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Iranian hackers USE BITLOCKER to encrypt Windows systems


Microsoft says an Iranian state-sponsored threat group it tracks as DEV-0270 (aka Nemesis Kitten) has been abusing the BitLocker Windows feature in attacks to encrypt victims’ systems.

Redmond’s threat intelligence teams found that the group is quick to exploit newly disclosed security vulnerabilities and extensively uses living-off-the-land binaries (LOLBINs) in attacks.

This aligns with Microsoft’s findings that DEV-0270 uses BitLocker, a data protection feature that provides full volume encryption on devices running Windows 10, Windows 11, or Windows Server 2016 and above.

“DEV-0270 has been seen using setup.bat commands to enable BitLocker encryption, which leads to the hosts becoming inoperable,” the Microsoft Security Threat Intelligence explained.

“For workstations, the group uses DiskCryptor, an open-source full disk encryption system for Windows that allows for the encryption of a device’s entire hard drive.”


The time to ransom (TTR) between the initial access and the ransom note being deployed on locked systems was around two days, and DEV-0270 has been observed demanding victims to pay $8,000 for decryption keys following successful attacks.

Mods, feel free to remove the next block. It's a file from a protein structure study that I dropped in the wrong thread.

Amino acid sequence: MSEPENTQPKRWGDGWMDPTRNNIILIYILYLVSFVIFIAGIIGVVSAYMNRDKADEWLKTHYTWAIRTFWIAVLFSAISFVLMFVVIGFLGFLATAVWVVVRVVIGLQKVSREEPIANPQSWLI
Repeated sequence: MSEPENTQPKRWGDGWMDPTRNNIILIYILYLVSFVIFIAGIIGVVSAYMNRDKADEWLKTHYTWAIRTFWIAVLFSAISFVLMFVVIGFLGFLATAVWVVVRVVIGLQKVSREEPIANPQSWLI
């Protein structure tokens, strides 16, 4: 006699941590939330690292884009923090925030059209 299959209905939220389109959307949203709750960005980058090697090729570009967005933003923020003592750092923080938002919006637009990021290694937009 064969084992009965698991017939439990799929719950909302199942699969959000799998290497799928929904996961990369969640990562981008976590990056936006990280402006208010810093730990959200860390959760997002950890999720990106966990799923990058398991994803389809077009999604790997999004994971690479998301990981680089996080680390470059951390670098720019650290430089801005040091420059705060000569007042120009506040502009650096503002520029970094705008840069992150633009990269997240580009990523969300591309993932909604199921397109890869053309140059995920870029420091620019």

Moonlighting for personal gain

Redmond says this is a sub-group of the Iranian-backed Phosphorus cyber-espionage group (aka Charming Kitten and APT35) known for targeting and collecting intelligence from high-profile victims linked to governments, NGOs, and defense organizations worldwide.

DEV-0270 appears to be moonlighting “for personal or company-specific revenue generation,” according to a low confidence assessment from Microsoft.

Based on “numerous infrastructure overlaps,” Microsoft says the group is being operated by an Iranian company known under two aliases: Secnerd (secnerd[.]ir) and Lifeweb (lifeweb[.]it).

“These organizations are also linked to Najee Technology Hooshmand (ناجی تکنولوژی هوشمند), located in Karaj, Iran,” Redmond added.

“The group is typically opportunistic in its targeting: the actor scans the internet to find vulnerable servers and devices, making organizations with vulnerable and discoverable servers and devices susceptible to these attacks.”

Since many of DEV-0270’s attacks have exploited known vulnerabilities in Exchange (ProxyLogon) or Fortinet (CVE-2018-13379), companies are advised to patch their Internet-facing servers to block exploitation attempts and subsequent ransomware attacks.

Similar malicious activity linked to a threat group Secureworks tracks as COBALT MIRAGE (with elements overlapping the Phosphorus APT group) was reported by SecureWorks’ Counter Threat Unit (CTU) in May.


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